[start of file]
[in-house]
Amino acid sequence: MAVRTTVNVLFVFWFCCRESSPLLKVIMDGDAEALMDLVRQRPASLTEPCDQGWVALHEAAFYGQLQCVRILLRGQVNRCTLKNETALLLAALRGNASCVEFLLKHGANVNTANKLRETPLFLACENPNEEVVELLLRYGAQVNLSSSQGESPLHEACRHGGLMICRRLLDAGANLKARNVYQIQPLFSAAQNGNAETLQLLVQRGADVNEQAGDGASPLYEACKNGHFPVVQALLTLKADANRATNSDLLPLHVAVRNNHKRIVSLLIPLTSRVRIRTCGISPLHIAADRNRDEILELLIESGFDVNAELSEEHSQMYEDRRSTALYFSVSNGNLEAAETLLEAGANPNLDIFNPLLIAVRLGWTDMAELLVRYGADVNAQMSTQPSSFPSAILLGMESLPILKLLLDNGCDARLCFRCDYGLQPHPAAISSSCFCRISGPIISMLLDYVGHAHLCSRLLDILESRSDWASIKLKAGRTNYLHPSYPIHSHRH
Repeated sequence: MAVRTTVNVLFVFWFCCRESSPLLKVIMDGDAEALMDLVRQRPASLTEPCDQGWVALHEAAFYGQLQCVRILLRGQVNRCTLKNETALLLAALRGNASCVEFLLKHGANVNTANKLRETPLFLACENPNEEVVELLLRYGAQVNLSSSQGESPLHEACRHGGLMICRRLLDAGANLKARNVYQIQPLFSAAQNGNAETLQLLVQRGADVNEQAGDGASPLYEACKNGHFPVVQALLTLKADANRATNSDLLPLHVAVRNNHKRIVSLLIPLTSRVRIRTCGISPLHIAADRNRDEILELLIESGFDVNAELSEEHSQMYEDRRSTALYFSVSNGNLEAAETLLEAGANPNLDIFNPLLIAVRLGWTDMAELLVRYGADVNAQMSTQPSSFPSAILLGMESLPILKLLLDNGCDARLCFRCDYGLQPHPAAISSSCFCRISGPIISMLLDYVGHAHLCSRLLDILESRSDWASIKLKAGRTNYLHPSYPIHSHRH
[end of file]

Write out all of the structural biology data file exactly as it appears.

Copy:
[in-house]
Amino acid sequence: MAVRTTVNVLFVFWFCCRESSPLLKVIMDGDAEALMDLVRQRPASLTEPCDQGWVALHEAAFYGQLQCVRILLRGQVNRCTLKNETALLLAALRGNASCVEFLLKHGANVNTANKLRETPLFLACENPNEEVVELLLRYGAQVNLSSSQGESPLHEACRHGGLMICRRLLDAGANLKARNVYQIQPLFSAAQNGNAETLQLLVQRGADVNEQAGDGASPLYEACKNGHFPVVQALLTLKADANRATNSDLLPLHVAVRNNHKRIVSLLIPLTSRVRIRTCGISPLHIAADRNRDEILELLIESGFDVNAELSEEHSQMYEDRRSTALYFSVSNGNLEAAETLLEAGANPNLDIFNPLLIAVRLGWTDMAELLVRYGADVNAQMSTQPSSFPSAILLGMESLPILKLLLDNGCDARLCFRCDYGLQPHPAAISSSCFCRISGPIISMLLDYVGHAHLCSRLLDILESRSDWASIKLKAGRTNYLHPSYPIHSHRH
Repeated sequence: MAVRTTVNVLFVFWFCCRESSPLLKVIMDGDAEALMDLVRQRPASLTEPCDQGWVALHEAAFYGQLQCVRILLRGQVNRCTLKNETALLLAALRGNASCVEFLLKHGANVNTANKLRETPLFLACENPNEEVVELLLRYGAQVNLSSSQGESPLHEACRHGGLMICRRLLDAGANLKARNVYQIQPLFSAAQNGNAETLQLLVQRGADVNEQAGDGASPLYEACKNGHFPVVQALLTLKADANRATNSDLLPLHVAVRNNHKRIVSLLIPLTSRVRIRTCGISPLHIAADRNRDEILELLIESGFDVNAELSEEHSQMYEDRRSTALYFSVSNGNLEAAETLLEAGANPNLDIFNPLLIAVRLGWTDMAELLVRYGADVNAQMSTQPSSFPSAILLGMESLPILKLLLDNGCDARLCFRCDYGLQPHPAAISSSCFCRISGPIISMLLDYVGHAHLCSRLLDILESRSDWASIKLKAGRTNYLHPSYPIHSHRH